Israel, Palestinians & Mid-East

Beyond the UN General Assembly

[ Transcribed excerpts from an audio discussion available at the Israel Policy Forum.]

“Over the last few weeks I have been more worried about what’s going to happen on the ground than in New York.  And I think to celebrate the relative calm on the ground in the way that Israel’s Foreign Minister Lieberman did in the last 24 hours saying ‘it’s not a tsunami, it’s not even rain,’ is a bit premature.

"Abbas remains true to the policy he had before going to New York, which is to make negotiations contingent on a set of conditions. Now, I can understand that there is a great suspicion on the part of the Palestinian leadership regarding Netanyahu’s real intentions and real seriousness. But, I think the Palestinians are making a mistake on a strategic level and a tactical level.

"On the strategic level I think it is a mistake because making negotiations contingent and, of course, then the result having no negotiations, is very negative from the Palestinian standpoint. Because, first of all, negative facts on the ground continue, especially as far as settlement construction is concerned. And secondly … [the situation on] the ground produces lots of threats and if those threats are not addressed by providing some alternative to the present stalemate, then lots of the strategic gains the Palestinian have made in terms of state building and rebuilding their economy in last three years can easily go down the drain.

"Tactically, I think it’s a mistake because if the Palestinians are suspicious of Netanyahu and think he’s bluffing, then tactically – if that’s what they think – then they should call Netanyahu’s bluff. And by engaging in negotiations, if they can engage in negotiations without preconditions but set for themselves and maybe for others a time limit during which they can test if Netanyahu is serious or not, they could do that. But, basically just continuing to make negotiations contingent on all sort of preconditions I think it’s against the Palestinian interest.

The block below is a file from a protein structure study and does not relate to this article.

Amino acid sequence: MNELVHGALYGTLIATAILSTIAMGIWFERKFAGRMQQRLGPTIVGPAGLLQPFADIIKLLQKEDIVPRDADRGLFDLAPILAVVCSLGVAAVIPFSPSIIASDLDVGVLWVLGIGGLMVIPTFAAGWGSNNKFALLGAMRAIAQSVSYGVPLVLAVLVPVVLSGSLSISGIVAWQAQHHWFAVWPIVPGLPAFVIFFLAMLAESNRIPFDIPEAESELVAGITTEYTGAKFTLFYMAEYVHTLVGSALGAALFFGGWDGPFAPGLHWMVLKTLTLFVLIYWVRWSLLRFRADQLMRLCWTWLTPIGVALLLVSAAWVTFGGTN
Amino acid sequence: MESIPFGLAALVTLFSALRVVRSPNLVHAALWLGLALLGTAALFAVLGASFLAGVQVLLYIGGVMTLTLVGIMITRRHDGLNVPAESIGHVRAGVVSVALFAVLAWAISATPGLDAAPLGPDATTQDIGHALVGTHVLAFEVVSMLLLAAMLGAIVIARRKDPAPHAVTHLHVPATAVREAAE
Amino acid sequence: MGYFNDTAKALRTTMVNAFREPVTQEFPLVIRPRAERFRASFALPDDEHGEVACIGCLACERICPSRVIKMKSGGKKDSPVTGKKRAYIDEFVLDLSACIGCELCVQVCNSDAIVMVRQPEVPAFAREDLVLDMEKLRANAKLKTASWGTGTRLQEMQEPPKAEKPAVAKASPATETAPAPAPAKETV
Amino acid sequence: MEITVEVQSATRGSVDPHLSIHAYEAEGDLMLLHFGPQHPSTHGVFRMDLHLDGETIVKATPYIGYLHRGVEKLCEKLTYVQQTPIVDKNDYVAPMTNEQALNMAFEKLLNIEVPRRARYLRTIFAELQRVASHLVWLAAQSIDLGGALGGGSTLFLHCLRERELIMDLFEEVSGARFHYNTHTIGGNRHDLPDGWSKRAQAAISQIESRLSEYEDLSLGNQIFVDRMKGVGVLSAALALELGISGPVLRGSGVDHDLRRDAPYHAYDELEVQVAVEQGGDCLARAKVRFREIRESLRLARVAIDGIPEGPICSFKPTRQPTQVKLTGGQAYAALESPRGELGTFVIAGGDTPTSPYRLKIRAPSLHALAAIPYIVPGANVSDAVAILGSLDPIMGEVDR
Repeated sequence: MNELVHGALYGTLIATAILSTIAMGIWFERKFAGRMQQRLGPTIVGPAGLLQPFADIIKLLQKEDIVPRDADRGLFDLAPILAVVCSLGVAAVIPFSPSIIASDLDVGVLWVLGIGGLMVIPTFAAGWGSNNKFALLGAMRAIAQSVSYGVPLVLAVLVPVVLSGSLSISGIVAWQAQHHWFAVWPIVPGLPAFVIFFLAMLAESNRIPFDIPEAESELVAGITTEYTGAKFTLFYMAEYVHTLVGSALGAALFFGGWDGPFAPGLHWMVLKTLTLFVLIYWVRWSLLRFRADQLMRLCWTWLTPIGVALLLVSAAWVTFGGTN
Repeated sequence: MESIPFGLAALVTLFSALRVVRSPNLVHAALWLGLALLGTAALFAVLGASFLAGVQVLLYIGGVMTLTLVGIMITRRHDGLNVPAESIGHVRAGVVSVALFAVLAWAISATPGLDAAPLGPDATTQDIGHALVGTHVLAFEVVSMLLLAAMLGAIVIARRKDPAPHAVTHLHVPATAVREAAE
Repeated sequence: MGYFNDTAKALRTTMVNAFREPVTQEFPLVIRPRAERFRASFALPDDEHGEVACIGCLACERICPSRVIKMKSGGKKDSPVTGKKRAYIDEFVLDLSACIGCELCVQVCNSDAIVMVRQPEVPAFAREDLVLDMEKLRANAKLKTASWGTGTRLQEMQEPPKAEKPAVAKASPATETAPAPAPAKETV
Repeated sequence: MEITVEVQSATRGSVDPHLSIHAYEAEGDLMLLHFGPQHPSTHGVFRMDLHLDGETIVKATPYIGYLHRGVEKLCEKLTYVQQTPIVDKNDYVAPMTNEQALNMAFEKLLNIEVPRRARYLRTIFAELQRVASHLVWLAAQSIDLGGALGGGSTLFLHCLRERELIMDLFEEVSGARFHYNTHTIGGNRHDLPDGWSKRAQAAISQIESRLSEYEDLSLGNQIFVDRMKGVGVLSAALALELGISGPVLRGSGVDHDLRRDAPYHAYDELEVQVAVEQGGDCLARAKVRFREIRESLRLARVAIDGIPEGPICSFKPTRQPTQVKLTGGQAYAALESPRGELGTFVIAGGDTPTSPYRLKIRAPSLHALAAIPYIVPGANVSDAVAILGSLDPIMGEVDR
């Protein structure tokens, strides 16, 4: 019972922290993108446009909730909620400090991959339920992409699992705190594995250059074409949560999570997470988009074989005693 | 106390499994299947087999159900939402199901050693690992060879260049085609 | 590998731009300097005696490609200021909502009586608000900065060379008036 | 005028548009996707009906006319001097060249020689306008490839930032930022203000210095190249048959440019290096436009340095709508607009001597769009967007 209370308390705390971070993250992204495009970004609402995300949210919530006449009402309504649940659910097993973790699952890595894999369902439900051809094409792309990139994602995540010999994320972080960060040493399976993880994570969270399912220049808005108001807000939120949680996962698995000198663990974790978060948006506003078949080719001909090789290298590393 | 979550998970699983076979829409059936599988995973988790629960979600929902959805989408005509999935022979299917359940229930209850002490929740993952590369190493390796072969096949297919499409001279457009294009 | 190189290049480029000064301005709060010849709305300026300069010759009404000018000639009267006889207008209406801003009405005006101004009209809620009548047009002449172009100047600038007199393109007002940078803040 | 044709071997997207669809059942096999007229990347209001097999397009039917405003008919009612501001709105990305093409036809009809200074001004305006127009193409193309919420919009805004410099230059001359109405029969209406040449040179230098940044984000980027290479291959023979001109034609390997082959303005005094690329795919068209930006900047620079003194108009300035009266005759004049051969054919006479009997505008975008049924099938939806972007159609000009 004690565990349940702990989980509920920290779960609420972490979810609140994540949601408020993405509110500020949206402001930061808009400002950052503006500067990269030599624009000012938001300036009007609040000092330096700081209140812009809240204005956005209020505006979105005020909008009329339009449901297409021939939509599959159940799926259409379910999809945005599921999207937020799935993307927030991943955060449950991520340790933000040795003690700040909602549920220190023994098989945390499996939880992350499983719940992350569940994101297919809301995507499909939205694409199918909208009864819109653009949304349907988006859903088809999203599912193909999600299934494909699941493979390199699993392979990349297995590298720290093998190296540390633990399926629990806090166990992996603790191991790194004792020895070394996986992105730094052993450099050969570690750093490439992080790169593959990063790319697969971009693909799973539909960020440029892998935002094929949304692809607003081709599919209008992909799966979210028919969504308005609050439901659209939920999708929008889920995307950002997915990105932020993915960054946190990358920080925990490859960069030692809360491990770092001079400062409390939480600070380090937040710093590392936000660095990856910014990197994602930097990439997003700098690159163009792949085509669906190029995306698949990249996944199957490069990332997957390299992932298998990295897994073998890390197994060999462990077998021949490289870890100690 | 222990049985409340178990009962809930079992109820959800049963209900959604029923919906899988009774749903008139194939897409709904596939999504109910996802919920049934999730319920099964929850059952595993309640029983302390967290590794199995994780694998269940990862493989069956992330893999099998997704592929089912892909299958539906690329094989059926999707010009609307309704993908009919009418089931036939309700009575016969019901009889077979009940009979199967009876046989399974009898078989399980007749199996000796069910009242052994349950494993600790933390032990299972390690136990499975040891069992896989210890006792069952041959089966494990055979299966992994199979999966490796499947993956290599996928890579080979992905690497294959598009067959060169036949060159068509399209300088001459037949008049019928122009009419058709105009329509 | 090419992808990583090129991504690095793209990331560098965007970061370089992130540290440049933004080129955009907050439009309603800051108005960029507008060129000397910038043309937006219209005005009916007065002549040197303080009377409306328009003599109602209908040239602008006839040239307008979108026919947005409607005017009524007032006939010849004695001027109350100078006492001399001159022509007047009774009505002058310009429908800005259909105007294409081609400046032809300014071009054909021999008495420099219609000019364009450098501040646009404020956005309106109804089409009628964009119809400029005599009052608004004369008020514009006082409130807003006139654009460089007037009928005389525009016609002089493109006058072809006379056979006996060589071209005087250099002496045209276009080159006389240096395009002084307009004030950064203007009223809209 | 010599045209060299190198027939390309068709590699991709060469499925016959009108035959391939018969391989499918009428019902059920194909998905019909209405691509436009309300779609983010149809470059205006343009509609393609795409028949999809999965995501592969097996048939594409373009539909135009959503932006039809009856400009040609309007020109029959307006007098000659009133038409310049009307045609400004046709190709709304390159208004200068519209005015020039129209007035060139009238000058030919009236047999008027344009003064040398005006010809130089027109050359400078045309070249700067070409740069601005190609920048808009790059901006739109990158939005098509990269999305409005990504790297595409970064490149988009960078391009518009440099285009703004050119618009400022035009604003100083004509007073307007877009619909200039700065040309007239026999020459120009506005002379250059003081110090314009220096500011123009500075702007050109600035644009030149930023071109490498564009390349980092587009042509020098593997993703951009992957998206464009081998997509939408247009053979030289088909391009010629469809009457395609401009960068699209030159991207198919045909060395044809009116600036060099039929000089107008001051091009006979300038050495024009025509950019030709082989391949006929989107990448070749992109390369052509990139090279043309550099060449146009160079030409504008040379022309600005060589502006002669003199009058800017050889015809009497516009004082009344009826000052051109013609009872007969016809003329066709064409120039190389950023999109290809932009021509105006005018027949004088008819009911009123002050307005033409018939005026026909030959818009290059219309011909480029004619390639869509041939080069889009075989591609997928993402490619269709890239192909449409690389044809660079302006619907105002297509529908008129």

"The problem is now the Palestinian expectations are very high. These expectations are definitely not going to be met overnight. And the most credible public opinion polls we have indicate massive, massive support for all sorts of massive protests and acts of symbolical assertions of sovereignty, including even if they entail the US Congress taking punitive measures with respect to the $500 million a year [in aid to the PA)]  whether Israel not transmitting customs and taxes that Israel collects for the Palestinian Authority;. confrontations with soldiers and  settlers and so on and so forth;  Ranging from mass demonstrations in Kalandia [checkpoint],  to assertions of responsibility over some parts of ‘Area C,’ assertion of sovereignty over the Allenby Bridge and so on and so forth. That’s what the public opinion polls tell us.

"Now that seems to me that the basic conditions for mass confrontations exist. That mass confrontation, as far as the Palestinians are concerned, [is] meant to be nonviolent. But, these kind of confrontations initially nonviolent can turn very quickly to violent confrontation.

"To me, what this means is the situation on the ground is still very, very dangerous. In the sense that the basic conditions for a major flare up are there. What exactly the nature of a flare up will be is very hard to predict, and what will trigger it is also very hard to predict.  So all I’m saying is that I think that to say 'all this was great' and 'look: the situation the day after is not nearly as bad as some of the people like Defense Minister Barak predicted,' I think (to say that) is much too early."